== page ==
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Marketers use of RSS and syndication on the rise

A panel this morning at SXSW on ‘Using RSS for Marketing‘ covered where marketers are in the adoption of RSS, the reasons marketers should use RSS, and what marketers are doing wrong in their use of RSS.

Sean Ammirati, of mSpoke reporting for Read/WriteWeb from SXSW, and my source for this post, had these panel highlights:

  • User adoption of RSS is continuing to grow.
  • Inclusion of an RSS reader in Internet Explorer 7 has helped increase adoption.
  • A 500% growth in the automotive vertical in 2006 is evidence of RSS growth spreading outside of the technology and early-adopter crowd.
  • It’s all about subscribing to content as most people don’t actually know they are consuming RSS content.
  • Companies like Pheedo, which serves in ads in RSS feeds, has stopped talking about RSS in pitches to advertisers and now just talks about ‘content distribution’ or ‘syndication’.

And the reasons marketers should syndicate content from Sean:

  • An easy and faster way to deliver information to their customers and other audience members.
  • Marketers are becoming more like publishers and RSS is a great way for marketers to participate in publishing industry.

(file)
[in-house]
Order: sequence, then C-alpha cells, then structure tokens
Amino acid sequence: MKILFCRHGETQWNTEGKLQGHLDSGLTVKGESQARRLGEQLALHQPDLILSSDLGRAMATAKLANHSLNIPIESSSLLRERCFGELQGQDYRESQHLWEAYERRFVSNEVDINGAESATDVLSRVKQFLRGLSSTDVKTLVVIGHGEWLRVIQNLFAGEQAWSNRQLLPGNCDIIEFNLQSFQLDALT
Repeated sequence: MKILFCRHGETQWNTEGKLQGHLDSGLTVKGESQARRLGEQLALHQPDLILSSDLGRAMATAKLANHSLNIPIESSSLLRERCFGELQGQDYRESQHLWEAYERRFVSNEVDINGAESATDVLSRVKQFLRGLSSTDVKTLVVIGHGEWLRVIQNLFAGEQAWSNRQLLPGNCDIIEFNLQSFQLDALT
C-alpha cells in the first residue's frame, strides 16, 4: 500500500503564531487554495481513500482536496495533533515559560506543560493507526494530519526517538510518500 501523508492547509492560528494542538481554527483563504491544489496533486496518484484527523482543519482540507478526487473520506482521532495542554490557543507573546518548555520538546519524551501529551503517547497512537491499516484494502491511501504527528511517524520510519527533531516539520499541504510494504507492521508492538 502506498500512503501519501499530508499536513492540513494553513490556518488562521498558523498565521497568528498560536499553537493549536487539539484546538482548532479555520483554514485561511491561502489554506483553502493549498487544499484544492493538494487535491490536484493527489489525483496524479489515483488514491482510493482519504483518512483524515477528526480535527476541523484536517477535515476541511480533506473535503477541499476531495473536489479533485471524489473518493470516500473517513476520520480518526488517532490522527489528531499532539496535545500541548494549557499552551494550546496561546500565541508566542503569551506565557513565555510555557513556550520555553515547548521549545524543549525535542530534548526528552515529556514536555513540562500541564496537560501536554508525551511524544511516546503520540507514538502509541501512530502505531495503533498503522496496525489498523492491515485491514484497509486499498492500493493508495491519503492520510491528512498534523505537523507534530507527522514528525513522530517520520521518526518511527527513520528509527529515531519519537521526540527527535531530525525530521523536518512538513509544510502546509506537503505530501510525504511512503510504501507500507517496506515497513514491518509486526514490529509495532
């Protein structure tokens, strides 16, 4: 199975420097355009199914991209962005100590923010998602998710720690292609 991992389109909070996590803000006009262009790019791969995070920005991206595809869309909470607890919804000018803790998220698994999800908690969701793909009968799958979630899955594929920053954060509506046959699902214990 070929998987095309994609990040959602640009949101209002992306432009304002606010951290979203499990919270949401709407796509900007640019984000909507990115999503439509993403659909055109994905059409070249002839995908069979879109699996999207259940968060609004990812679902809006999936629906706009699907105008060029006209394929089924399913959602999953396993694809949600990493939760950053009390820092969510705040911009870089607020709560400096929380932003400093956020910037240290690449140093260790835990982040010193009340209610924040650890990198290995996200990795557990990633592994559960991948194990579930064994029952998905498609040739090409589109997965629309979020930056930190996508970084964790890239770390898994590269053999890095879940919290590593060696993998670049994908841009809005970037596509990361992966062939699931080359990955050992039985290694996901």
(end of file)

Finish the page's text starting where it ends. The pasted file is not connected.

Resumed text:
• It is a very easy way to optimize your content for search results, because if your feed is optimized then the content is crawled and archived efficiently for search results.

And what are marketers doing wrong in their use of RSS?

  • Being too stingy with their content, with most wanting to restrict RSS feeds to partial text, even though research finds the difference clicking back to the website/blog syndicating the content is not statistically significant between full and partial text.
  • Not including your company’s name in posts and potentially even as part of the title (like the AP feeds). You’ll need to be careful with this one so your RSS feeds are not seen as bold faced marketing.
  • Not making sure your content is easy to subscribe to. When targeting lower-tech audiences include a video or page description, explaining exactly how to subscribe to your content.
  • Not tracking stats on feeds and overlooking the importance of including basic analytics.

Sean had similar findings on the use of RSS in a ‘RSS Next and Best Practices‘ report he did the Newspaper Association of America.

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